Intu could lose control of prime shopping centres as debt crisis mounts


Bondholders of debt secured against shopping centres owned by Intu Properties are drawing up plans that could lead to them taking control of the assets.

Clifford Chance, the law firm, and Moelis & Company, an investment bank, have been appointed to advise bondholders of £1.3 billion of debt secured against centres at Lakeside in Essex, Braehead, in Glasgow, Watford, in Hertfordshire, and the Victoria Centre in Nottingham. The instruction was first reported by React News, a property website.

Intu is at risk of breaching a series of covenants on the debt held against the assets as sliding shopping centre valuations put pressure on its loan-to-value ratios. If it breaches its covenants after its next valuation in June, a new manager could be put in place to oversee the assets.

Intu employs about 2,500 people and owns 14 shopping centres in the UK. It has been caught out by amassing £4.5 billion of debts as retailers struggle to keep up with rents because of online competition, high business rates and rising wage costs. Covid-19 has exacerbated a decline in rental income with 30 per cent remaining outstanding for last quarters payments.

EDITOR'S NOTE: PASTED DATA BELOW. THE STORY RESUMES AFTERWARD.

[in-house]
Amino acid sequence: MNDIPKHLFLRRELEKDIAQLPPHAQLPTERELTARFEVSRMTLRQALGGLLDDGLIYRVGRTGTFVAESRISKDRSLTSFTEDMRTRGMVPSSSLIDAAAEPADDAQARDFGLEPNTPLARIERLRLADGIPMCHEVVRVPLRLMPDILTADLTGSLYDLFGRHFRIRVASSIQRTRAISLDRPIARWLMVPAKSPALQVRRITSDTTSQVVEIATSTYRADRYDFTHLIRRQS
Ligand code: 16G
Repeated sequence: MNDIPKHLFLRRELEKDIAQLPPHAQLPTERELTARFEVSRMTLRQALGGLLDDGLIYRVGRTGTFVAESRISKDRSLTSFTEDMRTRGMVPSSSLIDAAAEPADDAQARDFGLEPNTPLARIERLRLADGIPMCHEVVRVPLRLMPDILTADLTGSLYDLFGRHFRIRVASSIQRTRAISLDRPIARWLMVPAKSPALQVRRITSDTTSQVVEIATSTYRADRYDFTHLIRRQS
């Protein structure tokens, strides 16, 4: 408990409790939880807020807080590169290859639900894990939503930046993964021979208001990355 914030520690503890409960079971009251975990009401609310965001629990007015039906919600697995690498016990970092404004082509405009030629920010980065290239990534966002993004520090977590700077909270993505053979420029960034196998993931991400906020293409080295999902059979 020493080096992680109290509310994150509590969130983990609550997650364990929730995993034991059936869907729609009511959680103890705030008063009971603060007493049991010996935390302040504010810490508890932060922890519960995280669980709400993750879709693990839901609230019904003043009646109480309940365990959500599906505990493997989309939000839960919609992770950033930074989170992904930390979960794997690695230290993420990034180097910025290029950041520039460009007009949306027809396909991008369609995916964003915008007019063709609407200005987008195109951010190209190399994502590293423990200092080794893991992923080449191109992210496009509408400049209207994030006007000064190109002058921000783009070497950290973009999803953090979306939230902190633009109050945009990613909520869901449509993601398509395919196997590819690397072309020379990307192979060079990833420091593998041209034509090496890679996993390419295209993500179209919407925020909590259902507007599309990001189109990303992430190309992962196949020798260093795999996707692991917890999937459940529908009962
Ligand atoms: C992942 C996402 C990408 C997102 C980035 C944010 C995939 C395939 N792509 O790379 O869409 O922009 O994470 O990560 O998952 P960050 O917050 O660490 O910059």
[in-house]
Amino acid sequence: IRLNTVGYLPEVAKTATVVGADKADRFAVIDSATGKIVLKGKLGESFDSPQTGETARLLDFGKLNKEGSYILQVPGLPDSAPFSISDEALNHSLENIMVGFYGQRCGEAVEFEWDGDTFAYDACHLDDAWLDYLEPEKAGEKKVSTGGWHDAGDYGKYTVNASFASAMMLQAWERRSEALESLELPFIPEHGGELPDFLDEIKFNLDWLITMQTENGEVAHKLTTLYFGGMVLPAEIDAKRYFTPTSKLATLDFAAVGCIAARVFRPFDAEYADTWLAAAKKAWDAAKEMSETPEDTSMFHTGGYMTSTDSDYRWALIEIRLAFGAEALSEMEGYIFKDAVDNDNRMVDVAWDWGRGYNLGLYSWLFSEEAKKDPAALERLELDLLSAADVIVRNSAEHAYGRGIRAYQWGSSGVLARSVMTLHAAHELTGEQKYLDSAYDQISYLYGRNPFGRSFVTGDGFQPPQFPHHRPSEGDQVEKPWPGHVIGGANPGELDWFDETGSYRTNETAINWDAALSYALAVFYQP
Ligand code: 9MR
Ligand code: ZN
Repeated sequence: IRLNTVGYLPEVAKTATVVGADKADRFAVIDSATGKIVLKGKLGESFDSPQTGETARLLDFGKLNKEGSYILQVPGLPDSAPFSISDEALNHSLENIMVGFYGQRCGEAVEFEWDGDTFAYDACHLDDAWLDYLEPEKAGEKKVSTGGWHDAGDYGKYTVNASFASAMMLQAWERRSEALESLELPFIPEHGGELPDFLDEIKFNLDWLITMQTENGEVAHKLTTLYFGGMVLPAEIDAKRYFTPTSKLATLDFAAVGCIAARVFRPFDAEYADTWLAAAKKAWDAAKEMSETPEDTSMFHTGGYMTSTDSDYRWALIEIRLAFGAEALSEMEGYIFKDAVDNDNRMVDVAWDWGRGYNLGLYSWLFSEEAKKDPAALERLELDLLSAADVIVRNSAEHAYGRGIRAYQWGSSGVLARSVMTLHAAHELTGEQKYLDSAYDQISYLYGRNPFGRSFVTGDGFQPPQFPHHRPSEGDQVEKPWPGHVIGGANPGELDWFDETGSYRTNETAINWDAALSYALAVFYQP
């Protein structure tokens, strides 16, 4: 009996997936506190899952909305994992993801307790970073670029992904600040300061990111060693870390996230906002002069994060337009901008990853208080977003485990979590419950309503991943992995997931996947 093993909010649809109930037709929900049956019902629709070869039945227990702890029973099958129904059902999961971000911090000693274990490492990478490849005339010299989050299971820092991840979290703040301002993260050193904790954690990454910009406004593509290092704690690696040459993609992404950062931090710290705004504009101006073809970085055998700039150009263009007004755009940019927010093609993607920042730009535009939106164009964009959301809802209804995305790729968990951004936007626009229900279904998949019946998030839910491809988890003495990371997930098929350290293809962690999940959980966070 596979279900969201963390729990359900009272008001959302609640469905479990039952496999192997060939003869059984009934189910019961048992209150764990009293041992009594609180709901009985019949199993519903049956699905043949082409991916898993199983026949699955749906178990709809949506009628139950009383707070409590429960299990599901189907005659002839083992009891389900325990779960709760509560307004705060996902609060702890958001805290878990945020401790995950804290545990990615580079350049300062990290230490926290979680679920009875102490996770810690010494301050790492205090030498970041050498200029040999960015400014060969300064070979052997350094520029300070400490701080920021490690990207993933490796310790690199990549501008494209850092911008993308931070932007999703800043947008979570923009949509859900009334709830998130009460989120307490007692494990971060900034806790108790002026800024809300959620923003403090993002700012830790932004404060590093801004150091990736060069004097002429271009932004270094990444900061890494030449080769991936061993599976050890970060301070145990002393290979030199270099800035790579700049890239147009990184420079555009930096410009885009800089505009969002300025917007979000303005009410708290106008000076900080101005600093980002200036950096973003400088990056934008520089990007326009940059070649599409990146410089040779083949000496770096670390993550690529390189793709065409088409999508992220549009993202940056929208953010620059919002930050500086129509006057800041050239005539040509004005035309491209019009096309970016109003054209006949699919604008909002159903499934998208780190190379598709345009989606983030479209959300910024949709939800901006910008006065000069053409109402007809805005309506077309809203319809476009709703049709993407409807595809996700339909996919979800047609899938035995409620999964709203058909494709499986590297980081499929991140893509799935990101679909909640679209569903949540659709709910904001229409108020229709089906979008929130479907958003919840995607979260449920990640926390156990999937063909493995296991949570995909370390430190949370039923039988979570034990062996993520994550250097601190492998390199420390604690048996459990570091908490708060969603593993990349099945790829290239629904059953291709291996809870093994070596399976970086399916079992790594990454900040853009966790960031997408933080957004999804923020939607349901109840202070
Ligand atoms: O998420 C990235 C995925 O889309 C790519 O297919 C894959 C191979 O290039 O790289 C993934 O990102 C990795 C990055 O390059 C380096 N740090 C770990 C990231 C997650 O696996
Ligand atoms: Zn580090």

Intu has already warned that it will breach the terms on some of its debt commitments after tenants paid less than a third of their rent bills in March for the second quarter. Lenders are expected to consider agreeing to a standstill agreement during the present period of market uncertainty, under which covenant breaches would be waived. A dearth of transactions in the retail property market has led some valuers to include “material uncertainty” clauses in their valuations.

A spokesman for Intu declined to comment.